Niger is facing its worst food crisis in five years. World Vision’s Ann Birch gives a glimpse of Niger’s condition and what World Vision is doing to help. This account was written on 1 June on the road to a nutritional programme and health centre.
The last time I visited Koma Bangou, Niger, was two years ago. Back then, I thought it was one of the poorest and most desperate places I had ever seen.
Koma Bangou is a mining area — very hot, dry, and with poor access to drinking water. The community is made up of people who migrate from all over Niger and neighbouring countries.
They are desperately poor, trying to make a living from what is, in effect, a non-productive mine. I am glad for the opportunity to go back to Koma Bangou, but very nervous at the same time. I am worried about what we will find, given the current drought and food crisis.
‘In Africa, everyone is looking to the sky’
On the road to Koma Bangou, all the earth is orange — a really deep terracotta orange. The trees are very sparse, and as we get closer to Koma Bangou, the orange, sandy earth gives way to very rocky soil.
I remember a conversation I had with a colleague, Moussa, the day before. He told me that it has only rained two or three times so far this rainy season. Normally, it should start to rain in late April and continue through to September. On hearing this, my heart sinks.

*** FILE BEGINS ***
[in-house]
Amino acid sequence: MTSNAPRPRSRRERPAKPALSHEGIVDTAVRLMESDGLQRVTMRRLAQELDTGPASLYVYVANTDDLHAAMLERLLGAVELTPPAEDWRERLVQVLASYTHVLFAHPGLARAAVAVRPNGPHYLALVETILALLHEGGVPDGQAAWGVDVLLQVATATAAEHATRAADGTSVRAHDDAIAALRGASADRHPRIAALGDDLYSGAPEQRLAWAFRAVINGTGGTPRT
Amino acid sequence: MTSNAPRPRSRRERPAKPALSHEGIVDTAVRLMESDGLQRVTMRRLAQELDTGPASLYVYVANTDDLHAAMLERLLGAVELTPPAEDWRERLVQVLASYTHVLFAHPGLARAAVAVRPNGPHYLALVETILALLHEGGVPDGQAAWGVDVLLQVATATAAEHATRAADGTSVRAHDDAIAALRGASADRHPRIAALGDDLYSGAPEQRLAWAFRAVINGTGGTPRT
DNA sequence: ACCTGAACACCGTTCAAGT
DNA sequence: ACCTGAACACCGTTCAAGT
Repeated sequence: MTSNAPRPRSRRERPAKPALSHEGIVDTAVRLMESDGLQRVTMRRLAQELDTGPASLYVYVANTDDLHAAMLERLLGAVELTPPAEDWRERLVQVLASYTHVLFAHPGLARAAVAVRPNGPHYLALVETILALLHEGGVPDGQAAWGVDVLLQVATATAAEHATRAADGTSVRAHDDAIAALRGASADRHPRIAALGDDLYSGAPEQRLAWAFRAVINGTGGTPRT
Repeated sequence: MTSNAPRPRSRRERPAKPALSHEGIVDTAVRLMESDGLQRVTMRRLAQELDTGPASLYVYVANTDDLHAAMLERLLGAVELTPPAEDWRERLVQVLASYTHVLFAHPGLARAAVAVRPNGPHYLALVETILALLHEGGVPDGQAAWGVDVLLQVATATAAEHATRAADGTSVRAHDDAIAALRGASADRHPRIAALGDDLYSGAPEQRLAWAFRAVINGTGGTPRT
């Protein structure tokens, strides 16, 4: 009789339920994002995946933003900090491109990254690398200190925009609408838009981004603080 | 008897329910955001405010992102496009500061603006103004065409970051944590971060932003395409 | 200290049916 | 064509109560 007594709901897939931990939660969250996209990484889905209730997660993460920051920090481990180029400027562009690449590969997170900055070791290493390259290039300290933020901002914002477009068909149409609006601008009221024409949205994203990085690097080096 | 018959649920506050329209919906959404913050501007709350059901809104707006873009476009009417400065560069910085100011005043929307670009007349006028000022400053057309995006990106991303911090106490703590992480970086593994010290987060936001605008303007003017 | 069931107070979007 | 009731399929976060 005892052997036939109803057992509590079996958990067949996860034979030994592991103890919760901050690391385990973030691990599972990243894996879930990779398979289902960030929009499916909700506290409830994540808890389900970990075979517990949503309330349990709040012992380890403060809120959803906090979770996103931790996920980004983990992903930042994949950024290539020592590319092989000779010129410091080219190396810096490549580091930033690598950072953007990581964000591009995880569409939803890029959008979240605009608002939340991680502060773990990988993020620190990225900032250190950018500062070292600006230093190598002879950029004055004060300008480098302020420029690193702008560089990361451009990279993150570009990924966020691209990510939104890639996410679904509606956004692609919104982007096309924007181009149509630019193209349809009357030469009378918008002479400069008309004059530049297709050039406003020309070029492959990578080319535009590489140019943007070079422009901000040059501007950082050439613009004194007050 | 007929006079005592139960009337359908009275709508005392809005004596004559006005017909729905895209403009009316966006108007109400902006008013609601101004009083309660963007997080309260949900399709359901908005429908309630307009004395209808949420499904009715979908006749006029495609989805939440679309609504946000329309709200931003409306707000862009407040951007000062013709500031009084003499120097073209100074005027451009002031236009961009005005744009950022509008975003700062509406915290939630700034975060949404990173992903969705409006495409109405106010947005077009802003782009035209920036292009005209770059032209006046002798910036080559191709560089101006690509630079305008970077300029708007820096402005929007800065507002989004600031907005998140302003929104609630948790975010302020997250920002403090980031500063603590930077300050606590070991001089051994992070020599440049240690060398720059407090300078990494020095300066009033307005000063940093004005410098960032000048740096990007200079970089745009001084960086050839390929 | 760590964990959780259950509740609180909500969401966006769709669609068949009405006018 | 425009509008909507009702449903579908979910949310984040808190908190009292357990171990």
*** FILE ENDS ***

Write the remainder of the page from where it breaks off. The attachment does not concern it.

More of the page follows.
This isn’t just about communities trying to make it through the annual “lean season,” which are typically the months running up to the October harvest. It could mean that even this year’s planting and upcoming harvests are at risk. It’s not what I wanted to hear.
We drive by another river bed; this time, there is a small amount of water in it. Others are completely dry. We pass two Fulani herders, and the angular bones of their skinny cattle stick out.
Again, I think of a conversation from the day before. “In Africa, everyone is looking to the sky,” someone had said to me. “Communities do not understand the rain patterns anymore.”
How can they, I wonder, given the changes in seasonal rainfall?
Help for the hungry
We arrive at the healthcare centre in Koma Bangou; it’s time to start working. The community volunteers and health workers trained by World Vision were in full swing when we arrived, already weighing and assessing the children and babies for malnutrition.
I start to photograph the babies, and I feel my stomach turn over every time I hold the camera up and see another skinny body in front of me. It seems like baby after baby is suffering from severe malnutrition.
The day we spent in Koma Bangou, 13 new cases of acute severe malnutrition were identified – bringing the current total of severe cases in this one healthcare centre to 53 in just three weeks. I am told by health staff at the centre that last year, there were just 22 severe malnutrition cases for the entire year. The comparison is startling.